Maybe a moot point, but Storm dated Beast in Ultimate Marvel, not the normal Marvel continuity, and Nightcralwer had romantic feelings for Storm that were never returned. Prior to the current post-AvX comics that abruptly put Storm and Wolverine together with no direct lead in, Wolverine has stated on panel that he never slept with Storm although he wanted to (and I do have the comic where he states it). I’ve been reading X-Men since 1991 and I’ve read every issue of Uncanny X-Men since then… I haven’t read every single Storm appearance but I’m not sure where this “Storm has been passed around” thing is coming from. She’s had maybe a handful of confirmed or suspected partners. Even her seduction by Dracula was explained away during the “Curse of the Mutants” storyline. Even with Wolverine now, she’s not as passed around as people are making it seem. She’s got a little ways to go before reaching Halle Berry/Stacey Dash status.

    And people can say there was years of build up all they want, but they pretty much got to together in the course of one comic “just because”, by Jason Aaron no less, who writes ALL adult X-Women as girlfriends or love sick puppies…Kitty (Iceman), Husk (Toad), Etc…don’t take my word for it, check out his run for the proof, he otherwise doesn’t know what to do with the X-Women. I believe if it wasn’t for Jason Aaorn putting them together, they wouldn’t be together. He wrote the scenes detailing the break up with Black Panther. He’s a trusted writer at Marvel, so they let him do it. Jonathan Hickman, Avengers writer, stated he was going to use her in New Avengers and have Black Panther still secretly seeing her, but he couldn’t because another writer had plans for her… Jason Aaron. We see those plans, but now that Wolverine’s dead, this brief blip off a relationship did nothing to improve upon either character and was a waste of time. All it did was make Storm look like an idiot while Wolverine was sleeping with Pinch behind her back.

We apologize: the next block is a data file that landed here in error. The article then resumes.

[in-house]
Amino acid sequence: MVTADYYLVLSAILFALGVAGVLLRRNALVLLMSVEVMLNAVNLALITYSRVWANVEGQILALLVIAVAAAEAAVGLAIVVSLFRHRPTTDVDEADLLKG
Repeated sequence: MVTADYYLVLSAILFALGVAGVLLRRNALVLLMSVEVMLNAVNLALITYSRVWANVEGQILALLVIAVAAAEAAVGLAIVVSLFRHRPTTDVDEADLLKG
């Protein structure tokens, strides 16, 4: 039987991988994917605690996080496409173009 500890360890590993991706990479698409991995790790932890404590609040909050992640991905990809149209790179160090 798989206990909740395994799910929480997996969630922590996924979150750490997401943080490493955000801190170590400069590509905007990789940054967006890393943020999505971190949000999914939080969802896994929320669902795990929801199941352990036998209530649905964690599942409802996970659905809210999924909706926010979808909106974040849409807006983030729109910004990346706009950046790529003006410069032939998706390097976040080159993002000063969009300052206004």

Reply
  • February 12, 2015 at 9:29 pm
    Permalink

    Sleeping with Pinch, but all the while thinking of Jean Grey… Remember her? Storm’s best friend? The one that she referred to as her “sister”?

    Because ALL women desire to get with the guy that still fantasizes about their DEAD best friend.

    Guys. STOP thinking (and writing) with your dicks. Seriously.

    Reply